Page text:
Background: Diffusion-weighted MRI (DWI) can depict acute ischemia based on decreased apparent diffusion coefficient (ADC) values. ADC maps, unlike DWI (which have contributions from T2 properties), solely reflect diffusion properties. Recent studies indicate that severity of neurological deficit corresponds with degree of ADC alteration. Purpose: To determine whether infarct volume on ADC maps correlates with length of hospitalization and clinical outcome in patients with acute ischemic middle cerebral artery (MCA) stroke. Study Population: Forty-five consecutive patients with acute (≤72 h) MCA infarcts seen on DWI. Methods: Infarct volume was determined by counting pixels with ADC values >3 SDs below the average ADC value of a contralateral control region. Infarct volume was correlated with length of hospitalization and 6-month outcome assessed with Glasgow Outcome Scale (GOS), Modified Rankin Score (mRS), Barthel Index (BI) and a dichotomized outcome status with favorable outcome defined as GOS 1, mRS ≤1 and BI ≥95. Results: Infarct volume on ADC maps ranged from 0.2 to 187 cm3 and was significantly correlated with length of hospitalization (p<0.001, r = 0.67). Furthermore, ADC infarct volume was significantly correlated with GOS (r = 0.73), mRS (r = 0.68), BI (r = 0.67) and outcome status (r = 0.65) (each p<0.001). Multiple logistic regression revealed a statistically significant correlation between ADC infarct volume and outcome status (p<0.05), but none for Canadian Neurological Scale score, age and gender (p>0.05 each). Conclusion: Infarct volume measured by using a quantitative definition for infarcted tissue on ADC maps correlated significantly with length of hospitalization (as a possible surrogate marker for short-term outcome) and functional outcome after 6 months. ADC infarct volume may provide prognostic information for patients with acute ischemic MCA stroke.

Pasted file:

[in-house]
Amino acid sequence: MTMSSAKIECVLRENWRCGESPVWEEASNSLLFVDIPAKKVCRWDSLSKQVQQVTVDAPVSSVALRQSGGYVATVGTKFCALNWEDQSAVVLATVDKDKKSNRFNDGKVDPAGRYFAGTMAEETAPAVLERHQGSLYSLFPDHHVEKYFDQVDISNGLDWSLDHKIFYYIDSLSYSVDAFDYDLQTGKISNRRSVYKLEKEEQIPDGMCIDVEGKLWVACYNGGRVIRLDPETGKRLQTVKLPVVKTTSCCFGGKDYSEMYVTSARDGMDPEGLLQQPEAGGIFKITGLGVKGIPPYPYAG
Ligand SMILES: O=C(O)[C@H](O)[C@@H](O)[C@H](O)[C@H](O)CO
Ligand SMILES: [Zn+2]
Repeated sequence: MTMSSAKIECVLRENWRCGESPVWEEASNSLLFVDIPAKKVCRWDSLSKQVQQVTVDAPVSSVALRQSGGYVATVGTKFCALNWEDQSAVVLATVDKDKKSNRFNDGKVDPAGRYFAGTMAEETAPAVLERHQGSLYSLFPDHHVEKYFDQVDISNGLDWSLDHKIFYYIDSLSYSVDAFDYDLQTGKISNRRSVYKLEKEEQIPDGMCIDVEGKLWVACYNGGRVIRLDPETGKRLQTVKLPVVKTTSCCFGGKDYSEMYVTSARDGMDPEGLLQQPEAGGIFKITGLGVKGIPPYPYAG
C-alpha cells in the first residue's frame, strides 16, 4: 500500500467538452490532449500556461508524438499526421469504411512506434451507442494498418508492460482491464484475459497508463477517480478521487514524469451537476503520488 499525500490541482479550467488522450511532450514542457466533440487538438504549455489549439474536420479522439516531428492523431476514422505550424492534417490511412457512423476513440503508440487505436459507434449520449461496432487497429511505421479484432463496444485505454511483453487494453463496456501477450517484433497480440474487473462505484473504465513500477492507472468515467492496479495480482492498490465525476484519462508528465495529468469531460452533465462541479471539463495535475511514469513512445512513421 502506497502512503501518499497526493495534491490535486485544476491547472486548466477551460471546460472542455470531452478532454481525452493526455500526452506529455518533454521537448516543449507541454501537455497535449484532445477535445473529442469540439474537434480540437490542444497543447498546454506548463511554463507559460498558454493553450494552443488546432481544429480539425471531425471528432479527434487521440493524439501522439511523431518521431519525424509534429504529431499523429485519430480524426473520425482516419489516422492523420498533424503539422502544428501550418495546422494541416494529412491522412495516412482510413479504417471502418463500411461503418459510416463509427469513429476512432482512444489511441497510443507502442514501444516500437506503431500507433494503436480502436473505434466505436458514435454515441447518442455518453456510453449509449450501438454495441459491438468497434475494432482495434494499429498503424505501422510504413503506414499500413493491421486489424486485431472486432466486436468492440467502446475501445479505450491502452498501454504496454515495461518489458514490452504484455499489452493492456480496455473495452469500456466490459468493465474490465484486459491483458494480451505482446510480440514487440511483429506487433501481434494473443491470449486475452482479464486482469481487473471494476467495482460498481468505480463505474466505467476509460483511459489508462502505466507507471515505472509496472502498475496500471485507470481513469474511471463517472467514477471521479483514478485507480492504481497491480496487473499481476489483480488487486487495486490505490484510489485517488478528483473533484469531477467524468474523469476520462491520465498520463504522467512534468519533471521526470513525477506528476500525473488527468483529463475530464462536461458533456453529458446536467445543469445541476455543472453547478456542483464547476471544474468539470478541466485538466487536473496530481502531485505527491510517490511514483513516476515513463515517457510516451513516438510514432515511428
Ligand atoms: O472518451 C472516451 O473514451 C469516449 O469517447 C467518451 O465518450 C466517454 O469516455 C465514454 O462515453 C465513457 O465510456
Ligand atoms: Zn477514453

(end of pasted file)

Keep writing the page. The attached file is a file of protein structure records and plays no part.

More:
- Apparent diffusion coefficient
- Diffusion MR imaging
- Length of stay
- Middle cerebral artery stroke
ASJC Scopus subject areas
- Clinical Neurology
- Cardiology and Cardiovascular Medicine